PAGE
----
A financial calculator is a useful tool that allows users to calculate payments, determine interest rates and to solve for the present or future value of a loan or annuity. There are a variety of financial calculators to choose from, however, they all help you to revitalise your personal finances and figure out a way to get out of debt more quickly while saving money. There are five keys representing the variables used most frequently on a financial calculator: “N”-number of periods, “I”-periodic interest rate, “PV”-present value, “PMT”-payments and “FV”-future value. A financial calculator can help you solve any of these five functions.
You will need
- Financial calculator or a financial calculator computer program.
- Loan or investment data.
- Determine which variable you want to solve for, keeping in mind that the present value is usually the part of the loan or annuity that you are starting with. Example: if you have a 30 year mortgage on a home, the present value is the amount of the loan; you will need to have four out of the five variables to start, keeping in mind that the PMT, PV, or FV may be zero.
- Know when you have to use “zero.” PMT is zero when you either invest a lump sum or owe all of your money at the end of a term; PV is zero when you are receiving or making payments; FV is zero when a loan or annuity is paid off or finished paying out.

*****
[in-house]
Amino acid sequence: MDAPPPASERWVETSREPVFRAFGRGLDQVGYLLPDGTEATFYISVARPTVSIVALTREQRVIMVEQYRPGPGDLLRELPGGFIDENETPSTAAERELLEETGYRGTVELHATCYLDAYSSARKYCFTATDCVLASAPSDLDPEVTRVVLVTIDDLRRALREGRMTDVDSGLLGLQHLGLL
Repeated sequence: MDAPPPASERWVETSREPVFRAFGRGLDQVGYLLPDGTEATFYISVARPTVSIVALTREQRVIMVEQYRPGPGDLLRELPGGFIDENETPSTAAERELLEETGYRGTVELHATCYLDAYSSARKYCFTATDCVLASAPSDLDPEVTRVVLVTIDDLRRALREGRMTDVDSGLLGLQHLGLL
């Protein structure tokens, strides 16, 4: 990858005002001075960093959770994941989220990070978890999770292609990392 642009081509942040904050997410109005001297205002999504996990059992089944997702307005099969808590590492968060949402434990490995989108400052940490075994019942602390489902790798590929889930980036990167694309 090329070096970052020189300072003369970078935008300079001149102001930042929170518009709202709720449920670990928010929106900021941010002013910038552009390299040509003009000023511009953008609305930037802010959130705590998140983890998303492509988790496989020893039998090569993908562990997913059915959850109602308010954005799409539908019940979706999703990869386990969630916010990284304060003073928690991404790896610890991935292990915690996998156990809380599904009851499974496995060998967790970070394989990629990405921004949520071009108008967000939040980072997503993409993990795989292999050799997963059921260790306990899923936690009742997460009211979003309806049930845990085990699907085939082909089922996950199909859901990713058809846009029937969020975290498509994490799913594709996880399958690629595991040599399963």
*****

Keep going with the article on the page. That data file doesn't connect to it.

- Enter known values into your calculator with the keypad and then press the function button that corresponds with that amount. Example: if N should be 360, enter “360” and press the “N” key. The method used to input values may vary between financial calculators.
- Solve for the variable you need. Your calculator should have a “Compute” button. Press the “Compute” button and then the function key that you need to solve for. You can tweak the amounts after you have a solution if you decide to change some of the parameters used.
- Try to solve the following as a test run; the payment should be 1,199.10.:
5.I= 6%/ 12=0.05%
5.This would be your payment on a $200,000 home with no down payment on a 30 year mortgage with a 6% interest rate.
- Write down all your income and debts before using any financial calculator. This will help you better spend your actual calculating time coming up with solutions rather than scrambling for basic required information.
- Do use various computer programs, like Microsoft Excel, or websites if you do not own a financial calculator.
- Keep in mind that the number of periods is usually listed in the same increment as the interest rate; a 30 year mortgage, for example, would have 360 periods, or months.